Japan launches new vaccine research hub to quicken future pandemic response

By on 05/04/2022 | Updated on 05/04/2022
A hand holding a syringe and vial with a backdrop of the Japanese flag
SCARDA has been likened to the US Biomedical Advanced Research and Development Authority and the National Institutes of Health

A new government body in Japan will pursue vaccine research and development to boost the country’s performance in the field as part of an international effort to improve pandemic response.

Set up in late March, the Strategic Center of Biomedical Advanced Vaccine Research and Development for Preparedness and Response (SCARDA) was created within the Japan Agency for Medical Research and Development. Its core aim is to deliver safe and effective vaccines for a priority list of infectious diseases, as well as make vaccines produced in Japan more accessible to other countries.

SCARDA has been likened to the US Biomedical Advanced Research and Development Authority and the National Institutes of Health, which have a commitment to collaborate in public-private partnerships and make early investments in the development of COVID-19 vaccines.

In a report by The Japan Times, a SCARDA official said that the organisation would “accumulate data and evidence in normal times and make the most of them in a health emergency”.

Around the world in 100 days?

Japan’s decision to launch the hub follows ambitious targets set by the G7’s ‘100 Days Mission’, named after the number of days its members seek to have diagnostics, therapeutics, and vaccines developed when the next pandemic threat is identified.

Its members’ leaders have committed to reducing the development cycle from 300 days. However, the practicalities of this remain challenging, since developing vaccines against infectious diseases is a high-risk project, and the timing and magnitude of viruses are very difficult to predict. In addition, most vaccines do not make it to market, which is costly.

Read more: Ex-Microsoft and McKinsey executives to lead Japan civil service reform

The Japanese government’s plan is to directly support private vaccine development by financing research and development costs. It plans to spend ¥51.5bn (US$420m) to prepare major development sites and will allocate ¥150.4bn (US$1.22bn) for research and development of vaccines against urgent communicable diseases, as well as the technologies associated with them.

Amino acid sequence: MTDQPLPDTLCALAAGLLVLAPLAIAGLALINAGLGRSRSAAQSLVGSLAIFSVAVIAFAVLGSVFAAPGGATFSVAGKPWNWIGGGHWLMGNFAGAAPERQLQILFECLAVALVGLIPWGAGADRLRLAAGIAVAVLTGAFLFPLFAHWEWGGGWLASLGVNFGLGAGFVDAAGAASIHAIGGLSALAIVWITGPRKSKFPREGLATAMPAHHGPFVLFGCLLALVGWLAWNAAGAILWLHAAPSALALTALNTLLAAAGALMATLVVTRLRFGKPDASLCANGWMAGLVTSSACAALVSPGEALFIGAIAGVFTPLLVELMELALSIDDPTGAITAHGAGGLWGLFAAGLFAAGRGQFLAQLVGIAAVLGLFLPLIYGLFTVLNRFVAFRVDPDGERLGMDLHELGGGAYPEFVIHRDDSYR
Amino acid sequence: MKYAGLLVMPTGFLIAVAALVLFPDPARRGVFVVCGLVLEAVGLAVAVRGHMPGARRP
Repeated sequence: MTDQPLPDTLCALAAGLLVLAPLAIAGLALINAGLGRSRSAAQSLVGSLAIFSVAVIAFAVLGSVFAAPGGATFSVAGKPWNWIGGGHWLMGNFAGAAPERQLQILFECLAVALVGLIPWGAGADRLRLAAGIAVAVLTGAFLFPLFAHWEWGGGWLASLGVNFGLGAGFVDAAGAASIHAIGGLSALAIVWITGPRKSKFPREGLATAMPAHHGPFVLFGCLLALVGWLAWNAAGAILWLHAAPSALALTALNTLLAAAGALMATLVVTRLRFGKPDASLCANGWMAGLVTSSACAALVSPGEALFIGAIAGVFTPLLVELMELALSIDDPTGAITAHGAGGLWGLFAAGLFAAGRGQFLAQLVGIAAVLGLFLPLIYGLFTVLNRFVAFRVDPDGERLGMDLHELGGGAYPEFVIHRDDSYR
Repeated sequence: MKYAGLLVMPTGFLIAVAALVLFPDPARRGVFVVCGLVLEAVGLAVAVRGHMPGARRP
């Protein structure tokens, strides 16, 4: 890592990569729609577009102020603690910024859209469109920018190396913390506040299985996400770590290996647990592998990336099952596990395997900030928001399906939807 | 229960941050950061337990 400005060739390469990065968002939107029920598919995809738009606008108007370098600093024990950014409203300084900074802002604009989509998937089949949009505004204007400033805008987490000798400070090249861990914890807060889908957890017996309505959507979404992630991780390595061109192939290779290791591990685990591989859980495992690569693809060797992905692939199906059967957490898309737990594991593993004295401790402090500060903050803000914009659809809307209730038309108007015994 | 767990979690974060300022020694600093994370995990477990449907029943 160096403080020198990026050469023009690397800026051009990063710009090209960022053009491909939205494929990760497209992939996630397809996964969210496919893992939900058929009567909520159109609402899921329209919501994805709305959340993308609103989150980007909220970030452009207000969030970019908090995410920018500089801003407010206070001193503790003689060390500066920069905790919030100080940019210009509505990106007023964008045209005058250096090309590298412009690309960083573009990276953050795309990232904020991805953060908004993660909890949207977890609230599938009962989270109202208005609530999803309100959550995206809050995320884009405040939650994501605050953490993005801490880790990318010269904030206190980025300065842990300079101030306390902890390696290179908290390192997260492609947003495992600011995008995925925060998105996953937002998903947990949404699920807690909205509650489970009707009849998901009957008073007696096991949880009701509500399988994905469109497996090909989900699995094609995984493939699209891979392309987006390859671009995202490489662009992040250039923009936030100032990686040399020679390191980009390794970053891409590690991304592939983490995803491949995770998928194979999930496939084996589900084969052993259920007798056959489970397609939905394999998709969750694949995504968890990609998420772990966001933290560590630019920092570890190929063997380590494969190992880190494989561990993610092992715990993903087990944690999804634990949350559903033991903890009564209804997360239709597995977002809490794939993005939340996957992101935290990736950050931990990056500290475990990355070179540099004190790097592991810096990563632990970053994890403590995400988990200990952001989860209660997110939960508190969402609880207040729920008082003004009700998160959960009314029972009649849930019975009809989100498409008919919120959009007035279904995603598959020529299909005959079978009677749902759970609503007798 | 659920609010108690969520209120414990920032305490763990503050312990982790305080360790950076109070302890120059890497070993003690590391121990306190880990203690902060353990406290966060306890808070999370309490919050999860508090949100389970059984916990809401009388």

Future-proofing Japan’s civil service

Japan has made efforts to modernise its government in recent years. In 2021, it launched a digital agency to develop better online public services and integrate IT systems across departments.

The agency was a policy priority for former prime minister Yoshihide Suga, who wanted to reenergise the government’s antiquated IT systems and paper-based services. To achieve this, Japan’s government brought in talent from the private sector, appointing Yoko Ishikura, a former manager with consultancy McKinsey & Co, as its chief digital officer.

In addition, it recently appointed two female corporate leaders – Katsura Ito, chief learning officer at Microsoft Japan, and Yuko Kawamoto, an ex-McKinsey consultant – into its civil service to help promote a merit-based system to replace existing incentives based on seniority and length of employment. They are expected to serve together in Japan’s National Personnel Authority (NPA), the agency which formulates recommendations on issues from civil service pay and working conditions to hiring guidelines.

Read more: Ex-Microsoft and McKinsey executives to lead Japan civil service reform

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About Jack Aldane

Jack is a British journalist, cartoonist and podcaster. He graduated from Heythrop College London in 2009 with a BA in philosophy, before living and working in China for three years as a freelance reporter. After training in financial journalism at City University from 2013 to 2014, Jack worked at Bloomberg and Thomson Reuters before moving into editing magazines on global trade and development finance. Shortly after editing opinion writing for UnHerd, he joined the independent think tank ResPublica, where he led a media campaign to change the health and safety requirements around asbestos in UK public buildings. As host and producer of The Booking Club podcast – a conversation series featuring prominent authors and commentators at their favourite restaurants – Jack continues to engage today’s most distinguished thinkers on the biggest problems pertaining to ideology and power in the 21st century. He joined Global Government Forum as its Senior Staff Writer and Community Co-ordinator in 2021.

One Comment

  1. Hasini Ranasinghe says:

    I’m interested

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